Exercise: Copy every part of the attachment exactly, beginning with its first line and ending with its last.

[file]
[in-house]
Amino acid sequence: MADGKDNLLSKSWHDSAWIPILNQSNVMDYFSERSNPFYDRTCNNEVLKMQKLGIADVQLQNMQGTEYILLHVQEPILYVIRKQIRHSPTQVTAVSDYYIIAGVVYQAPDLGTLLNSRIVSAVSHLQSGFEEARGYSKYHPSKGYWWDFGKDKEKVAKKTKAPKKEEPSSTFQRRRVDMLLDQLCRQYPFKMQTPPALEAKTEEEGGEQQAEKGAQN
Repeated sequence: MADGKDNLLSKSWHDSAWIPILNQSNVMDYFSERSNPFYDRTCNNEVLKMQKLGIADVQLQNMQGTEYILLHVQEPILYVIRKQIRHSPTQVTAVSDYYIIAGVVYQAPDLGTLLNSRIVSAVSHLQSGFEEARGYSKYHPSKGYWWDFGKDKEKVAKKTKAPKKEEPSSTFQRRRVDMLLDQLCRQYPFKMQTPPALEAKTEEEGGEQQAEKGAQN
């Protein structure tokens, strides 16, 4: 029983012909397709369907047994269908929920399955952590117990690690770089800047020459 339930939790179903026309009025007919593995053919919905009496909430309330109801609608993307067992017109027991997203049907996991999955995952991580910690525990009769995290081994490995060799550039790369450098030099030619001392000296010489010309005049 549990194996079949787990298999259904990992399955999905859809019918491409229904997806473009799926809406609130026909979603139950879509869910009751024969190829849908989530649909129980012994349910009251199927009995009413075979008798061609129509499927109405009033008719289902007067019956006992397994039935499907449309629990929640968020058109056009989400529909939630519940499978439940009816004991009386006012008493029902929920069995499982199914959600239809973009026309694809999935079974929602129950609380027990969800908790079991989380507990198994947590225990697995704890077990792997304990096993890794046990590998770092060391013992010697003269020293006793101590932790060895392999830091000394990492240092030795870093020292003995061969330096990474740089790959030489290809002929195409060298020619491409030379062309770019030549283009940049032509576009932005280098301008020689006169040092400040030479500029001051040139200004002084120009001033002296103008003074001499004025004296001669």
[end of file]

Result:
[in-house]
Amino acid sequence: MADGKDNLLSKSWHDSAWIPILNQSNVMDYFSERSNPFYDRTCNNEVLKMQKLGIADVQLQNMQGTEYILLHVQEPILYVIRKQIRHSPTQVTAVSDYYIIAGVVYQAPDLGTLLNSRIVSAVSHLQSGFEEARGYSKYHPSKGYWWDFGKDKEKVAKKTKAPKKEEPSSTFQRRRVDMLLDQLCRQYPFKMQTPPALEAKTEEEGGEQQAEKGAQN
Repeated sequence: MADGKDNLLSKSWHDSAWIPILNQSNVMDYFSERSNPFYDRTCNNEVLKMQKLGIADVQLQNMQGTEYILLHVQEPILYVIRKQIRHSPTQVTAVSDYYIIAGVVYQAPDLGTLLNSRIVSAVSHLQSGFEEARGYSKYHPSKGYWWDFGKDKEKVAKKTKAPKKEEPSSTFQRRRVDMLLDQLCRQYPFKMQTPPALEAKTEEEGGEQQAEKGAQN
């Protein structure tokens, strides 16, 4: 029983012909397709369907047994269908929920399955952590117990690690770089800047020459 339930939790179903026309009025007919593995053919919905009496909430309330109801609608993307067992017109027991997203049907996991999955995952991580910690525990009769995290081994490995060799550039790369450098030099030619001392000296010489010309005049 549990194996079949787990298999259904990992399955999905859809019918491409229904997806473009799926809406609130026909979603139950879509869910009751024969190829849908989530649909129980012994349910009251199927009995009413075979008798061609129509499927109405009033008719289902007067019956006992397994039935499907449309629990929640968020058109056009989400529909939630519940499978439940009816004991009386006012008493029902929920069995499982199914959600239809973009026309694809999935079974929602129950609380027990969800908790079991989380507990198994947590225990697995704890077990792997304990096993890794046990590998770092060391013992010697003269020293006793101590932790060895392999830091000394990492240092030795870093020292003995061969330096990474740089790959030489290809002929195409060298020619491409030379062309770019030549283009940049032509576009932005280098301008020689006169040092400040030479500029001051040139200004002084120009001033002296103008003074001499004025004296001669």